The CCRC looks into criminal cases where people believe they have been wrongly convicted or wrongly sentenced.
These cases are for those who have already lost their appeal. If we do find something wrong with a conviction or sentence, we can send the case back to the Court of Appeal.
To launch a fresh appeal, we need something important like strong new evidence or an argument that makes the case look different now.
How do we operate
We are completely independent. We do not work for the government, courts, police, or the prosecution. We don’t work for anyone applying for a review of their case.
Staying independent helps us investigate alleged miscarriages of justice impartially. A case can be referred back to the court if significant new evidence or another major new issue affects the safety of the conviction or sentence.
Equality is built into everything we do. We make sure that discrimination does not feature in our services. Our commitment is to create an inclusive culture with equal opportunities for all staff. Ongoing training keeps staff up to date on equality issues.
Where are we based
What happens during a CCRC investigation
We can investigate a criminal conviction or a sentence from:
Only the appeal courts can overturn a conviction or reduce a sentence. It’s our job to look at cases and send them back to the appeal courts. We do this if we think there is a good reason to. Any case sent for appeal must be heard by the court. The court cannot add to a sentence just because there is an appeal – even if they turn it down.
We also have special legal powers to investigate cases. These help us to obtain documents from public and private bodies in England, Wales, and Northern Ireland. These include information held by the police, the prosecution, and the courts. We can analyse evidence, consider new case law, and instruct scientific experts. We can also trace and interview new or old witnesses.
As an independent we decide what documents to obtain and what investigations to conduct.
We can look at old cases. There is no time limit on any application, but very old cases can be more difficult as papers and evidence may no longer exist.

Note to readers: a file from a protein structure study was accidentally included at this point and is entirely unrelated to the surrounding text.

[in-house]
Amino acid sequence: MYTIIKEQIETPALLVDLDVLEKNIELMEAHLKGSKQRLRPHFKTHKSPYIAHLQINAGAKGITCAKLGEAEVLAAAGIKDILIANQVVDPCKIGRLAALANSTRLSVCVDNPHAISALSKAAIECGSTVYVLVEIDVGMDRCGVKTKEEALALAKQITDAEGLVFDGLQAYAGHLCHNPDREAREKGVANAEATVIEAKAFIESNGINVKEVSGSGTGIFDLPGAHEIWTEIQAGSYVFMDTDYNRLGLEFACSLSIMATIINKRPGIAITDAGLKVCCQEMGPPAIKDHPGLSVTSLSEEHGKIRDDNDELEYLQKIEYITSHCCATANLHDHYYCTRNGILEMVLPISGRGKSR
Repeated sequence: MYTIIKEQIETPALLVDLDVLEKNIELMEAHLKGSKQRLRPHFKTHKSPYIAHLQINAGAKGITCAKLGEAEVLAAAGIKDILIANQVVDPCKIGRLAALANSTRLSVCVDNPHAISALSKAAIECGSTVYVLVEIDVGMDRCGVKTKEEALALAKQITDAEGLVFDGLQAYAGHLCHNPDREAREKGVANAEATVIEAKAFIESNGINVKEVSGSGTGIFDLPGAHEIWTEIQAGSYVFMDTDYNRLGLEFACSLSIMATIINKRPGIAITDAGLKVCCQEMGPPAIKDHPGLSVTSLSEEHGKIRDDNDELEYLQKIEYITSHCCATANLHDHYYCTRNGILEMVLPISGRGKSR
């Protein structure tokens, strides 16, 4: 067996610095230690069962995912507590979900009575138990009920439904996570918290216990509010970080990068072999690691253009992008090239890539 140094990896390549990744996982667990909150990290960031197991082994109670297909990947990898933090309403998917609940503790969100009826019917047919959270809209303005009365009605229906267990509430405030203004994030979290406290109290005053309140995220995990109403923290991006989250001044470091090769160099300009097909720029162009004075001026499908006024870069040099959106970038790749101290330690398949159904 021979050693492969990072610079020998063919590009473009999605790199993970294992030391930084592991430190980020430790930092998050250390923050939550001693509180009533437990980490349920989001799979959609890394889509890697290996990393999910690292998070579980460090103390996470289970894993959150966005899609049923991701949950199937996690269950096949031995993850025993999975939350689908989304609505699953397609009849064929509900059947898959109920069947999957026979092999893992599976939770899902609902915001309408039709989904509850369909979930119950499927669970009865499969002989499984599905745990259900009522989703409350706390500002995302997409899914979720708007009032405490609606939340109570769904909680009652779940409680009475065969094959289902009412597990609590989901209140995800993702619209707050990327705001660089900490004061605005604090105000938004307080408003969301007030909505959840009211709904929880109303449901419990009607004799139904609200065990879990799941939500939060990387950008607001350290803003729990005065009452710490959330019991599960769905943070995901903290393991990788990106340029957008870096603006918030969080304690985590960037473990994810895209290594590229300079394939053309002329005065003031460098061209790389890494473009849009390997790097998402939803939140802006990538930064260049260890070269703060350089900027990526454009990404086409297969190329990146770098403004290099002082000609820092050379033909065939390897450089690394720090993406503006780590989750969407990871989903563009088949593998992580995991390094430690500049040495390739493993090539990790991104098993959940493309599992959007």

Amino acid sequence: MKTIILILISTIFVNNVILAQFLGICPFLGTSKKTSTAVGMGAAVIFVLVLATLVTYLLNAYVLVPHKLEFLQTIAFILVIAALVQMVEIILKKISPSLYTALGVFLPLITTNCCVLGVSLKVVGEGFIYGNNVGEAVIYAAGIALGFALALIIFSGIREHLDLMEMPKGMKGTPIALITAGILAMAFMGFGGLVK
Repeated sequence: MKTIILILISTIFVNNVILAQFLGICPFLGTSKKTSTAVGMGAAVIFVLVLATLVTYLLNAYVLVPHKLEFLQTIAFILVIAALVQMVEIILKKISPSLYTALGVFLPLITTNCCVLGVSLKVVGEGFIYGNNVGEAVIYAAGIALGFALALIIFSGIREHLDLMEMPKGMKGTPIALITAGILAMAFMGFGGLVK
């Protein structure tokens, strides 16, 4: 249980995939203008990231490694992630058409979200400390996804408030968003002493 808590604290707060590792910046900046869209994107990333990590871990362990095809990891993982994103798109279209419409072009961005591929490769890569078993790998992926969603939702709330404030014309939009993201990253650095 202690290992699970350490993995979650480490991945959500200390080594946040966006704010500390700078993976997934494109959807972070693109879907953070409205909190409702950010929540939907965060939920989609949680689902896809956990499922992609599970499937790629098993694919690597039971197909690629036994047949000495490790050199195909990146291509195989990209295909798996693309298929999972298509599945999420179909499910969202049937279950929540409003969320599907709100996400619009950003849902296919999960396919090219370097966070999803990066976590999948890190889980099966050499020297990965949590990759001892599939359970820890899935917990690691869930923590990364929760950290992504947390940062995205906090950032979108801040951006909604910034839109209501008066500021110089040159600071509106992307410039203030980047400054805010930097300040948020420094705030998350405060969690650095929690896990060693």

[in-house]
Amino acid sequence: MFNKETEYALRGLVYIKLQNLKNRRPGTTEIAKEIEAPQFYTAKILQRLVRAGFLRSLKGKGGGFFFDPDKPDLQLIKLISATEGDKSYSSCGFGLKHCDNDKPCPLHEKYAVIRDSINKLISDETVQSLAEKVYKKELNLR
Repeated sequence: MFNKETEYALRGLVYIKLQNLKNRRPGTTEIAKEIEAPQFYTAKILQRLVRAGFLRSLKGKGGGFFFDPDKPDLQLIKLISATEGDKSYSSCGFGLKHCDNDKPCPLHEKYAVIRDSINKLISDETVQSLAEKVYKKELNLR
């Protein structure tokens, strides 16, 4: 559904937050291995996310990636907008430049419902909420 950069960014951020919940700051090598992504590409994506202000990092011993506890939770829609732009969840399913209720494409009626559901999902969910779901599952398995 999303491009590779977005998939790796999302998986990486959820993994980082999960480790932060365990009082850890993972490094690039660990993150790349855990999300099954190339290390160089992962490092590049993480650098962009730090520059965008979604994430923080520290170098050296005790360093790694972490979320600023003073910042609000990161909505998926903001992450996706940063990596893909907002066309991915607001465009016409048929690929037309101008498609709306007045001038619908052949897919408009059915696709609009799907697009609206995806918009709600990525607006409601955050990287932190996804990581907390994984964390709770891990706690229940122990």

If you are not legally represented – don’t worry – we can still look at your case. You do not have to have a legal representative to apply, but a solicitor may be able to help you with your application.
We cannot look at prevention orders. We can only look at the resultant conviction or sentence.
Similarly, we cannot look into civil matters or matters relating to immigration.
How it all began
Established by Section 8 of the Criminal Appeal Act 1995 we began on 31 March 1997.
How the CCRC came into being
The CCRC was created on 31 March 1997, but our creation stems from Section 8 of the Criminal Appeal Act 1995.
We have the power to send or refer a case back to an appeal court if we consider that there is a real possibility the court will quash the conviction or reduce the sentence in that case. Before our creation, the only option for a case which had already been to the Court of Appeal (or Northern Ireland Court of Appeal) was a direct appeal to the Home Secretary or the Secretary of State for Northern Ireland. Only they had the power to order the court to hear a case again.
This power was limited to cases tried on indictment. Only four to five cases were referred each year out of around 700 applications. This was also reactive because the Home Secretary / Northern Ireland Secretary only considered the issues raised by the applicant or his/her representatives and could not investigate or seek new grounds for appeal.
As you would expect this paved the way for frequent criticism since the same person with responsibility for the police had access to the Court of Appeal giving them complete control over the overturning of a conviction.
In the 1970s there was a series of high-profile cases where the convictions were later recognised as miscarriages of justice: The Guildford Four (1974); The Birmingham Six (1975); The Maguire Seven (1976) and Judith Ward (1974). These cases featured false confessions, police misconduct, non-disclosure and issues about the reliability of expert forensic testimony. An additional factor, which doubtless impacted on the decision-making during both the investigation and prosecution of these cases, was their high public profile and the pressure to obtain convictions and restore public confidence.
The weaknesses in the criminal justice system exposed by these cases led to the establishment of a Royal Commission on Criminal Justice in 1991. Its remit included considering changes in the arrangements for viewing and investigating allegations of miscarriages of justice when appeal rights have been exhausted. Evidence was gathered over a two-year period.
The Report of the Royal Commission was published July 1993. The Royal Commission (adopting the view expressed by Sir John May in his Inquiry into the Guildford and Woolwich bombings) took the view that the arrangements for referral of cases back to the courts were incompatible with the constitutional separation of powers as between the courts and the executive.
The recommendations of the Royal Commission led to the Criminal Appeal Act of 1995 which established the Criminal Cases Review Commission.